Margaret and Dick   


July 2015: The horse in the hood

I’m working on a few stories about our neighborhood. We may live in a town of 10,000 people, but we’re really not far removed from a village, as you will see.

There was a legendary horse that lived on our street until just before we moved here. I’m not including its name or the name of its owner, although both are the legendary around here, because I don’t want this story to show up in Google searches. (I’m giving a bit more detail than the approved version of the story, which is contained in the photo at the end of the page.)

Locals talk about the last draught horse to work Limoux, which is memorialized by a statue at the entrance of the city. It belonged to a Spaniard, equally ancient, who was the last vigneron (wine grower) to plow his vineyard and transport his grapes by horse. The horse knew the route from vineyard to winery to home, a talent that was useful when its master would fall asleep in the cart. Old age eventually forced the retirement of both, and the local community rallied to support the horse in a local horse park after the owner moved to the local retirement home. The horse died at age 34, in 1994, shortly after its owner.

When our neighborhood hosted a giant wine festival some ten years ago, the horse was held up as our local celebrity, and the photos at right were displayed proudly.

I tell you this story because the owner lived in squalor in the house next door to ours, a house that was still empty and dilapidated when we bought our home in 1997. The horse’s stable, just down the street, was also in severe disrepair but fortunately had been cleaned out before we started shopping for a house. Both the house and the stable have been converted to rentals, and it’s hard to remember the eyesores that were here not so long ago.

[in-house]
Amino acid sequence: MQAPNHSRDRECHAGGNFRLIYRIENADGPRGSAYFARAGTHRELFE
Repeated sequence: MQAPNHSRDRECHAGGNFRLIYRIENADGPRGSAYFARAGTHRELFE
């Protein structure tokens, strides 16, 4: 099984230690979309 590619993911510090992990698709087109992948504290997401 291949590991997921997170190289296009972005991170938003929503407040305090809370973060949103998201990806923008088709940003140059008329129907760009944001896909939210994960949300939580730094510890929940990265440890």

In our neighborhood it is the smell that is most frequently mentioned when the horse comes up for discussion. I polled some long-term residents for stories.

Human and horse were devoted to each other, but animal rights activists would not have been pleased. The straw in the stable was never changed; new straw was simply heaped on top. When the horse was moved to its retirement paradise in the country, it left behind a pile of manure three feet deep. People would hold their noses and scurry past the stable, but the owner, who never bathed or changed clothes, was unperturbed. When he would occasionally go to the hospital, the staff would peel off his clothing and clean up the person and his belongings, but the effects were short-lived.

“He always took his mother on a ride in the cart, every day. It’s a good thing he had a horse that walked slowly, otherwise she would have fallen off the back,” reports a neighborhood widow who has lived here since forever. “Il était gentil comme tout, mais …” (“He was such a nice man, but ...”), and she waved her hands to fill in the rest of the sentence.

I often think that Americans’ incivility and sense of isolation stem from our loss of what I call “the village”: a living situation where we are forced to live in close company and get along with neighbors whose choices don’t match our own. Despite the obvious drawbacks of having this eccentric pair on our street, neighbors tolerated them and remember them fondly – if always with the word “but…”. They are a very funky bit of the heritage of our neighborhood, er, village.


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